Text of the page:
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Samsun


Philanthropic and charitable organizations    EN

Author: ISLEK ALI EMRE
List of organisations
History

*(Ph.D.) Research Assistant, 19 Mayis University, Samsun, Turkey. 

Samsun was the center of the Canik district in the Ottoman administration. Çarşamba, Terme, Ünye, Fatsa, Kavak and Bafra were Samsun’s surrounding towns. The historical data that refer to the pious endowments[1] of the city of Samsun and its neighbouring towns between the 1790s and the 1910s are largely related to the evkâf registers[2].

There are records about of 197 mosques, 4 masjids, 15 primary schools (mekteps), 2 medreses and 39 dervish lodges in one source dating to the first half the nineteenth century.[3] Also, 42 of these records refer to the repairing of some public buildings, such as bridges and fountains.[4] The income of the pious endowments in first half the 19th century came largely from the devoting of 10% of the tax income[5]and the reserving of the income of rentals (shops, farms, gardens, etc).[6] The expenses for the pious endowments depended on their stature and formations. Neverthless, a considerable part of these expenses were related to the payments to the Ministry of Evkâf. These payments were known as ‘‘tertîb-i maaş-ı hazine’’ and ‘‘harc-ı muhasebe’’. The total amount of payments by the title of ‘‘tertîb-i maaş-ı hazine’’ was 4379 kuruş and 1071 kuruş in the name of ‘‘harc-ı muhasebe’’.[7]

The centralization process of the pious endowments under the control of Ministry of Evkâf was completed by founding of this institution in the Canik province in the last decade of the 19th century. The notes inside these registers provide some data about the institutional structure and the staff of the Ministry of Evkâf in the countyside. The perception, however, of the statutes and the economic power of the pious endowments did not have many differences between the first and second half of the 19th century. The staff wages and the payments for the treasury of the Ministry of Evkâf were the main expenses of the pious endowments, as was also the case in the first half of the 19th century.[8] The other important kind of expenses concerned the repair of buildings of the pious endowments.[9] Only a small part of the income was directly related to the social functions of the institutions, such as the hosting of the guestsand the teaching of the islamic courses to kids.[10] The income of the pious endowments was the same compared to the first half of the 19th century. The main source of their income largely came from 10% of the tax income and by reserving the income from rentals. The number of pious endowments increased throughout the 19th century.[11] The main reason for this increase can be related to the foundation of the authority of the Ministry of Evkâf in the district of Canik.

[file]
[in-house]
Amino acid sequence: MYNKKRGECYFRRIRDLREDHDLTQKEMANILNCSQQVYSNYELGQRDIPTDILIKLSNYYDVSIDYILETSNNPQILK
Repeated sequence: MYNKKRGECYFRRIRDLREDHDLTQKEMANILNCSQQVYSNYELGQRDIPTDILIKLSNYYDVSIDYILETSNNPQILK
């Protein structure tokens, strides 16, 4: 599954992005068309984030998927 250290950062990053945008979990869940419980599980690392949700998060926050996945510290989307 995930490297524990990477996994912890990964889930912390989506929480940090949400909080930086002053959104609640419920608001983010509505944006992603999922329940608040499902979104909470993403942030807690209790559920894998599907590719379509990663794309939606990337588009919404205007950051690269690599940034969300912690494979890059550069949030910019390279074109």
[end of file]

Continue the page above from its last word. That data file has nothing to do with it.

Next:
[1] These sources are largely related to the Ottoman era, although some records date from the last years of the Anatolian Seljuks. Registers of pious endowments (vakfiyas) are the only sort of sources for the 13th and 14th centuries. The collection of information for the 15th-16th centuries is extracted from the land survey notebooks (tahrir registers). Appointment records of pious endowments (hurufat registers) and court records (şar’iyya registers) have their own importance as the main sources of the 17th and 18th centuries.

[2] This kind of sources contain valuable and elaborate information, combined with incomes and outcomes of the pious endowments and also appointment processes of their staff. However, most of the these registers date to the second half of the 19th century.

[3] Başbakanlık Osmanlı Arşivi (hereafter BOA), Evkâf Defteri, 12146. This register was firstly used by Mehmet Yavuz Erler’s study on the lodges of dervishes and the monastic complexes in the Canik district. For further information, see Mehmet Yavuz Erler, “Lodges of Dervishes, Monastic Complexes and Shaping of Social Groups in the Ottoman Canik District (1800-1860)”, Dinamiche di Sociabilita Nel Mondo Euro-Mediteraneo Gruppi, Associazioni, Arti, Confraternite e Compagnie, Maria Pia Pedani (ed.), Venedik : 2006, ss.91-107.

[4] BOA, Evkâf Defteri, No : 12146, pp. 4, 8, 11, 13,17.

[5] This was a common application for the generation of income for the pious endowments. For example, the income of the lodge of Molla Fahreddin in Samsun was 581 qurush (kuruş) in 1843, which was provided by the villages of Koşcalı, Kıran and Badırlı.

[6] A list of the pious endowments gathered by rental income : the Mosque of Rıdvan, the Mosque of Gazi Hasan, a primary school (mektep) in the town of Çarşamba, the Mosque of the village of Sınlı, a fountain in the town of Ünye, the Mosque of Çorlulu Ali Paşa in Samsun, the Mosque of Mirza Beğ, the Mosque of the district of Debbağhane and the Mosque of the village of Kuşçular.

[7] BOA, Evkâf Defteri, 12146, p. 18.

[8] The total amount of the payments by the title of ‘‘tertîb-i maaş-ı hazine’’ was 5239 qurush in 1886, 4137 qurush in 1897,6328 qurush in 1908; as for the title of ‘‘harc-ı muhasebe’’, it was 1287 qurush in 1886, 989 qurush in 1897 and 1874 qurush in 1908.

[9] The total amount for the repair of the buildings of the pious endowments was more than 6852 qurush in 1886, 7537 qurush in 1897 and 8636 qurush in 1908. For further information see BOA, Evkâf Defteri, 19824, p. 16; BOA, Evkâf Defteri, 21160,pp. 7-8; BOA, Evkâf Defteri, 23395, p. 11.

[10] This kind of expenses was only 6% of the total expences in 1886, 7% in 1897 and 6% in 1908.

[11] According to data accumulated for a newly completed Phd thesis, nearly more than 60% of the pious endowments were founded in the second half of the 19th century. For further infomation see : Muhammed Okudan, ‘‘Vakfiyelere Göre Osmanlı Dönemi’nde Samsun’da Kurulan Vakıflar’’, Unpublished Phd. Dissertation, 2013, pp.4-5, 105-106.


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